Thankfully for my sore calf muscles that needed a good warm up, there was some level walking to begin with but it was short lived. We quickly made a steep ascent to the Great Wall and were instantly impressed with the views. The Wall at Jinshanling is impressive, weaving its way up and down across steep mountain tops. Why it was ever needed to stop an invasion is a mystery as the mountains themselves are pretty formidable and stretch out as far as the eye can see in every direction here. Truly spectacular.

Deborah morning selfieIn this section of the Wall there are regular watch towers.  Although it is not fully reconstructed, it is still very beautiful. We were aiming to reach the 24-window tower by lunchtime so around four hours of walking lay ahead. It didn’t take long before we were all quickly stripping off layers of clothes as the sun rose in the sky and it became very warm. It’s definitely been the warmest day so far with glorious sunshine.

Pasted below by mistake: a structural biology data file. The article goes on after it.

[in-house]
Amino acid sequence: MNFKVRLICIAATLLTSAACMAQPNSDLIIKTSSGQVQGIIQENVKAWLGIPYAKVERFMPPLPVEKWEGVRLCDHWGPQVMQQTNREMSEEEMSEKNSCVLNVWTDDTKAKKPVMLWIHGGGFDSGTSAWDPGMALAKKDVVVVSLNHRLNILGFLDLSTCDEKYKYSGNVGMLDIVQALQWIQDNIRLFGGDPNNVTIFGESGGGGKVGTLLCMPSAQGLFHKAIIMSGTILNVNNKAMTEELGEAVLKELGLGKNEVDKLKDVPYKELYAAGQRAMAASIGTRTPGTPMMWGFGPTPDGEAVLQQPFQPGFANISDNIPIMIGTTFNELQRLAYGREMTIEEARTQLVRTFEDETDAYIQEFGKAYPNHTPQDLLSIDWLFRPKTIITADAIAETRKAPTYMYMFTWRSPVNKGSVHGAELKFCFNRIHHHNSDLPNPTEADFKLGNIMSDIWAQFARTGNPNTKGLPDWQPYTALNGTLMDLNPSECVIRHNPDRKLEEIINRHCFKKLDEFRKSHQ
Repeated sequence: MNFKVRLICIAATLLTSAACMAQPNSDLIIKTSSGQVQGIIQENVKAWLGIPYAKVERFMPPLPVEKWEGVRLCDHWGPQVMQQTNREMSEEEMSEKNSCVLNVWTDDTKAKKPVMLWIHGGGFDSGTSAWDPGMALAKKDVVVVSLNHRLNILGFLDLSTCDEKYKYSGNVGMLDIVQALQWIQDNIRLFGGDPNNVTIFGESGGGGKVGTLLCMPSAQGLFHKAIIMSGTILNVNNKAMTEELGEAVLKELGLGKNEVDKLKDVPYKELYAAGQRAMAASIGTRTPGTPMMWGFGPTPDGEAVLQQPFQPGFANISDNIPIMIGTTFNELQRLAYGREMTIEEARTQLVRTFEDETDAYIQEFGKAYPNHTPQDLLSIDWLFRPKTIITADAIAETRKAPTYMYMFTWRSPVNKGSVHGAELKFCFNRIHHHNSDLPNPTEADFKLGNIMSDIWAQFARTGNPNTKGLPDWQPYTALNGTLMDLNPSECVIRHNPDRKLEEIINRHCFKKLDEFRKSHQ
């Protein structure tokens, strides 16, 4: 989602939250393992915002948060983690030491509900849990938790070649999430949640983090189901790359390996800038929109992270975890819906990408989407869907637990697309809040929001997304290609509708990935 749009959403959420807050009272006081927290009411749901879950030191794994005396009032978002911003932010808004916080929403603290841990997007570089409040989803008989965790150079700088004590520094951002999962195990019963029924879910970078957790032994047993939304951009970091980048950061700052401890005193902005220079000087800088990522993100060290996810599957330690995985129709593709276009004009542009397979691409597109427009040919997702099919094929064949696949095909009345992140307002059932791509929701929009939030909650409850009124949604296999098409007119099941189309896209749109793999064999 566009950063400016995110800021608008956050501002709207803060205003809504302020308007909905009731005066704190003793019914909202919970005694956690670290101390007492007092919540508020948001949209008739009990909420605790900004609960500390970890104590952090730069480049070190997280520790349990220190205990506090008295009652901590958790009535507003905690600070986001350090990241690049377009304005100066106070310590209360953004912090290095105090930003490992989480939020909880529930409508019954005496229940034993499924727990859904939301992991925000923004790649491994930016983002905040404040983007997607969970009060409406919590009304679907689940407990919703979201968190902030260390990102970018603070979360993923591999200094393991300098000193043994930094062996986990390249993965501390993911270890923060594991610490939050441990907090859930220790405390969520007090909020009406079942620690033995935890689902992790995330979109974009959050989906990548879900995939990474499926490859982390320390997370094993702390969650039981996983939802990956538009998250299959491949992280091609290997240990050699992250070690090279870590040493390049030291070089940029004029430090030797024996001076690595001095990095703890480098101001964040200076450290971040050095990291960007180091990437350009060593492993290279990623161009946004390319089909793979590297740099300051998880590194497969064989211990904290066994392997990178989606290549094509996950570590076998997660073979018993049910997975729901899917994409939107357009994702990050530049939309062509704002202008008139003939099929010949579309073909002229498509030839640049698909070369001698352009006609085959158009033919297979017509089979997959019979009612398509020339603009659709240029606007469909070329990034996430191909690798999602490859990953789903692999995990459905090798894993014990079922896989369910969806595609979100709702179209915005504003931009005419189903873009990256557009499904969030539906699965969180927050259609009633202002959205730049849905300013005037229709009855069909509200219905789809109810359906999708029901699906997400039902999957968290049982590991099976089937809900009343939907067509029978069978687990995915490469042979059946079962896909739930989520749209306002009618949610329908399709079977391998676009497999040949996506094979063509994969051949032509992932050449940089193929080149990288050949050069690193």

We played tag with another group of trekkers for most of the day, as we kept crossing each other but on the whole it’s a pretty quiet route. It was a long morning trek full of ups and downs but around 1.30pm we reached the tower and we were all ready for our packed lunch!

The views from the 24 window tower were awesome again and many of the group took the opportunity to put on their charity t-shirts for photos, with many wonderful charities represented. As a long-term charity worker, it’s a delight to me to see people taking action and supporting the voluntary sector. After all it’s absolutely what we rely on to survive.